Moskvaer at Chocolate Factory: Find Out Who Crafts Chocolate in Moscow & Where to Get It

Photos by: Anastasia Kampov-Polevoi

Moskvaer was lucky enough to have recently visited the chocolate laboratory and explored the process of creating chocolate and the intricacies of its degustation. Yes, yes, we know… we’re even envious of ourselves!

The chocolate lab looked more like an artist’s studio, where colorful containers with dyes, oils and fillings were placed in the midst of a cocoa grinder, chocolate tempering machines and fridges.

Here we found the chocolatier Regina Payevskaya tempering white chocolate on a marble slab for future candies. Tempering gives the final product gloss and hardness, which can be achieved by heating or cooling the chocolate to certain temperatures and forms so it crystallizes the structure of the cocoa butter. Afterwards, the chocolate mass is put into a plastic box that resembles a multi-colored palette of watercolors, which is then inverted to remove excess chocolate. The process looks exactly like chocolate rainfall. Finally, future candies are sent to solidify in the cooling chamber.

My favorites are the planet-like small candies.

The chocolate lab holds countless experiments with flavors, toppings, colors, textures, and decor, which is limited only by the imagination of the chocolatiers and the laws of physics, and the taste is the only criteria for success.

For example, Regina discovered chocolates filled with beets, tobacco, beer and even buckwheat in her experiments. We tried the candy filled with beer and despite the unusual combination, it tasted rather harmonious.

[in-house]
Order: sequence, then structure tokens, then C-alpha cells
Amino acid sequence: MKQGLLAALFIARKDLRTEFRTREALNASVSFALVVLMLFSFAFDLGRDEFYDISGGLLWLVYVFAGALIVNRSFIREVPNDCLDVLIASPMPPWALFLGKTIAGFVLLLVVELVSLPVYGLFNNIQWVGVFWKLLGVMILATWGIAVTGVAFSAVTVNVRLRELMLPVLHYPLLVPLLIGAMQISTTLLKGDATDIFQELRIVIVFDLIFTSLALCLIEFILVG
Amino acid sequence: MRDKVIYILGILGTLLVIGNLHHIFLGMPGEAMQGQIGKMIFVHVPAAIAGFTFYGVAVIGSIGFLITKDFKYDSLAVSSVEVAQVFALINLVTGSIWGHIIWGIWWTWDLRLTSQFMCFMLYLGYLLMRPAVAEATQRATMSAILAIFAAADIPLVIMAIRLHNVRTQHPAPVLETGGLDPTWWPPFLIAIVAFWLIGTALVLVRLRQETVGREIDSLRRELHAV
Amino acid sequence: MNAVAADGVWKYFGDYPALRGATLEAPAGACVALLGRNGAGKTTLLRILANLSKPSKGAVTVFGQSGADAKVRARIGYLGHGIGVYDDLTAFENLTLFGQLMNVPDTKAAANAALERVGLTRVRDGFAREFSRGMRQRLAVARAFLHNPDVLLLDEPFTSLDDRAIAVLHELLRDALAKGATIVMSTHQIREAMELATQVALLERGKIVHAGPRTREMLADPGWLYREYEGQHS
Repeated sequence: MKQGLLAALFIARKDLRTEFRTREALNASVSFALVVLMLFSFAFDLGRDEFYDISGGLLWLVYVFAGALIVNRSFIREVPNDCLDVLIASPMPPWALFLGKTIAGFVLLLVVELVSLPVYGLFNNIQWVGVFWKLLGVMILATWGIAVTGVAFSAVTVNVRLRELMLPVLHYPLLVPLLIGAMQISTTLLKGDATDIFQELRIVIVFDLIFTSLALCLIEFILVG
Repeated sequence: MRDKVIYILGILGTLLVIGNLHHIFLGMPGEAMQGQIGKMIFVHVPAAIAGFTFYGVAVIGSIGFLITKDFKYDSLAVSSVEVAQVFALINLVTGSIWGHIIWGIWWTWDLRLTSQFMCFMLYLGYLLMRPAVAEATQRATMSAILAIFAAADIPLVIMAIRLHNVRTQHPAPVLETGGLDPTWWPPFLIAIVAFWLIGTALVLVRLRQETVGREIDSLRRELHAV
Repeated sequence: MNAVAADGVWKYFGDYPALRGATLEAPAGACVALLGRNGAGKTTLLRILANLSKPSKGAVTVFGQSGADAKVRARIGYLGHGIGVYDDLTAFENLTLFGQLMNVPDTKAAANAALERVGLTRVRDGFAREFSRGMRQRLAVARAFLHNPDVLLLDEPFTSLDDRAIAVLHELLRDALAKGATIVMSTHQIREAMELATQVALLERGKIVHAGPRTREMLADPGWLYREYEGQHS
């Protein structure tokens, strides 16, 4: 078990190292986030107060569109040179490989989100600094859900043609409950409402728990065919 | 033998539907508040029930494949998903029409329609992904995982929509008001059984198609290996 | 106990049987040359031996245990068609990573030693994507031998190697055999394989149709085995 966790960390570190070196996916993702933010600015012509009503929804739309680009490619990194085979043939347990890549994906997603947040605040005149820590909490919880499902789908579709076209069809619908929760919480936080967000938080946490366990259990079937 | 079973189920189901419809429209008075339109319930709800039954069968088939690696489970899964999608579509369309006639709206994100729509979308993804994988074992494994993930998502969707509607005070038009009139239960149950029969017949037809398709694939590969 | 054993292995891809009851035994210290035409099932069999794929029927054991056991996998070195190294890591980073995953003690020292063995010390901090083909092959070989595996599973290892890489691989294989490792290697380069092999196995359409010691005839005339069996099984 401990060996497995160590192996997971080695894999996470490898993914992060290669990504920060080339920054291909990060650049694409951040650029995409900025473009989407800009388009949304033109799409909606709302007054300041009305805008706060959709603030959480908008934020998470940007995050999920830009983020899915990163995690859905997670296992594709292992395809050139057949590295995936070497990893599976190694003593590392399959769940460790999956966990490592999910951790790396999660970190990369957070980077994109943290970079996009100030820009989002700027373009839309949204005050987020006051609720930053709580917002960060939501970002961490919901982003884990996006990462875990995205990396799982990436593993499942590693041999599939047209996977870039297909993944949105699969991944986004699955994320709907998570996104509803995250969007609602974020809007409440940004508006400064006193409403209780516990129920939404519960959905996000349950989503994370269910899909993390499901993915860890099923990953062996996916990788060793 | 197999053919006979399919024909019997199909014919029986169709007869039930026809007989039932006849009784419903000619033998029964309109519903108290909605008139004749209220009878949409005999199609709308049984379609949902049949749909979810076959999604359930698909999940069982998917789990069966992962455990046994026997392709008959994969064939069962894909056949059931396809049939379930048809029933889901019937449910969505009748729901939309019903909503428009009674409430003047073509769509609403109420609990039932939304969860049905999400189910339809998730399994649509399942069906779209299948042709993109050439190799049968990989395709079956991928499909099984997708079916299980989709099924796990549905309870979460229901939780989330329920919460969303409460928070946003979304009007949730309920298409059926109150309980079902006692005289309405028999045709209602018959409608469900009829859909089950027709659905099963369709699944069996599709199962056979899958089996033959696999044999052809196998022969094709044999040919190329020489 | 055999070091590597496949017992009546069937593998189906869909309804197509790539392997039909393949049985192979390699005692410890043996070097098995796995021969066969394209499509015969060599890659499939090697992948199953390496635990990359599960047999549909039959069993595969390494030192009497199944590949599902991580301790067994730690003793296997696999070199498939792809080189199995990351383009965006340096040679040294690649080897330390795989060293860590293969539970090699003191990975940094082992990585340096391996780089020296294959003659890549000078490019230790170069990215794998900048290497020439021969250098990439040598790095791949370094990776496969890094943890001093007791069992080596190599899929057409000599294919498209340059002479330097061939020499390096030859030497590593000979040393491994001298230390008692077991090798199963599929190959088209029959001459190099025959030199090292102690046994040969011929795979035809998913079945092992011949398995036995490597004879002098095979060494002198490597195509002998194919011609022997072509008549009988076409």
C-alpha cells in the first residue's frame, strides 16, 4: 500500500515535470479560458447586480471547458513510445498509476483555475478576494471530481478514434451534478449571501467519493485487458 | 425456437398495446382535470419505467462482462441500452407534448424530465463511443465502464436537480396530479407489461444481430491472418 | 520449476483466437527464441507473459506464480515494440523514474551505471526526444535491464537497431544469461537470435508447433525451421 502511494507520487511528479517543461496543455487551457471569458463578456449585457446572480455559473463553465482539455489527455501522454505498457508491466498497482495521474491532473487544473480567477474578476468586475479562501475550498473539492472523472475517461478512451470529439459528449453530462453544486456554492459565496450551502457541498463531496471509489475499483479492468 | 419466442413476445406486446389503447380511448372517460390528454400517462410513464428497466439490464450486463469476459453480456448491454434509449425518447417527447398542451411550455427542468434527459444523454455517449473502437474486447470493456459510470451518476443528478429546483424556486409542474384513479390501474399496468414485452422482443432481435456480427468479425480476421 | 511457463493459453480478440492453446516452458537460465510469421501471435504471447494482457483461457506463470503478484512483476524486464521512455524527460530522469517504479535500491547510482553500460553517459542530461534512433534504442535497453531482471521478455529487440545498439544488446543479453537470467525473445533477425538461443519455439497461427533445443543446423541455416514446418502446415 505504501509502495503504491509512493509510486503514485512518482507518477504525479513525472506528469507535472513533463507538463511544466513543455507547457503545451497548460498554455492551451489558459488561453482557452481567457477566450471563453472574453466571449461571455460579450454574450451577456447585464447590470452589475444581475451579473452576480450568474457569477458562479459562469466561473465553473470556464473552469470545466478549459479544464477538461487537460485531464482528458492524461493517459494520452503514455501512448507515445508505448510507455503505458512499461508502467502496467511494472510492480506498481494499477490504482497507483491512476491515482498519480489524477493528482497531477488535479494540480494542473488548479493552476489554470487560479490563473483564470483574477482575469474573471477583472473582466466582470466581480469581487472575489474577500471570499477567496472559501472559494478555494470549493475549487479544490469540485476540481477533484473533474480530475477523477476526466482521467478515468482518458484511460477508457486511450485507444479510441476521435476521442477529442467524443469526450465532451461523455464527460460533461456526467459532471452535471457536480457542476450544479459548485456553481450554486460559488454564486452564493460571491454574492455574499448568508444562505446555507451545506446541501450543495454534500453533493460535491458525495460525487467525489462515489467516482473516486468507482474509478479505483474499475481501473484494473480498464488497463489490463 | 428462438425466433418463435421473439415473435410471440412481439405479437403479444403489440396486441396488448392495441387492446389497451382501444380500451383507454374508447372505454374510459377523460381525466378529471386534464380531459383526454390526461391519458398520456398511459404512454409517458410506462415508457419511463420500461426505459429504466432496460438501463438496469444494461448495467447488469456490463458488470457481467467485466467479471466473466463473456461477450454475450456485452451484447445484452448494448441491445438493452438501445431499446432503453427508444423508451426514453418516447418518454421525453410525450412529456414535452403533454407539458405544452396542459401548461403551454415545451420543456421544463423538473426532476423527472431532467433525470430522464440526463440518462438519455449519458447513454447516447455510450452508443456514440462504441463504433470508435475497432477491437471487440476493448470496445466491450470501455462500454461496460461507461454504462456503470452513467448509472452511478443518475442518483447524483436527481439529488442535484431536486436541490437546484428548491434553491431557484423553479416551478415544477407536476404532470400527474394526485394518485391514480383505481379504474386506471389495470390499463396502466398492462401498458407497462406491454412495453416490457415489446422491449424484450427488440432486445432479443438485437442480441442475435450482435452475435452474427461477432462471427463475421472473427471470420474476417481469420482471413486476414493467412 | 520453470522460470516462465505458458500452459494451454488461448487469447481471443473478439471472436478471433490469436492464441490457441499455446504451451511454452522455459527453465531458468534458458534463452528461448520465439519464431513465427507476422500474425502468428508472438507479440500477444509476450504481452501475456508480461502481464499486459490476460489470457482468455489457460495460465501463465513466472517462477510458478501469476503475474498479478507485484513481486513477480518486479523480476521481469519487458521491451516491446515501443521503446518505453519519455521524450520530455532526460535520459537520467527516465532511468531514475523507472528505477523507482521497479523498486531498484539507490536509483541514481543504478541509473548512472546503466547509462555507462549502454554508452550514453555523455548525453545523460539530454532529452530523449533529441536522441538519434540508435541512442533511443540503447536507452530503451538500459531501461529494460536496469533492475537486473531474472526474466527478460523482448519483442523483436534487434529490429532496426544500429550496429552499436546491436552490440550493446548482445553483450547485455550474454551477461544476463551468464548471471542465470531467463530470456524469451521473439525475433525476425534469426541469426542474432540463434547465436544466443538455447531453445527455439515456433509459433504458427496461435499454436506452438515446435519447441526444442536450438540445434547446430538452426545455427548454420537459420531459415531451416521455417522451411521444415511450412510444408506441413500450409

During the degustation, we learned that the taste depends on the region that the cocoa beans originated from and even a novice can tell the difference between chocolate from Colombia and that of Belgium. In the first case, the chocolate normally has a greasy texture, a rich aroma and an astringent taste; in the second case–the chocolate has a neutral flavor and a greater sweetness.

Tasting chocolate is a bit like tasting wine: we had to smell the chocolate, and then hold it in our mouths a while to get a better understanding of the taste and flavor. I had never eaten chocolate with such thoughtfulness before! 🙂

Later we saw a great multitude of scrupulously created chocolate sculptures, among which were–repair tools, timers, chess pieces, an Oscar statuette, locomotives, mobile phone models, and even chocolate photographs. It immediately reminded us of Homer Simpson and the episode about a land of chocolate.

The laboratory conducts training workshops using crafting chocolate to create sweets, macarons, table arrangements for celebrations, and provide training for the chocolatier profession. has everything you need to create beautiful packaging, the chocolate itself and different chocolate desserts both for just yourself and for an industrial scale.

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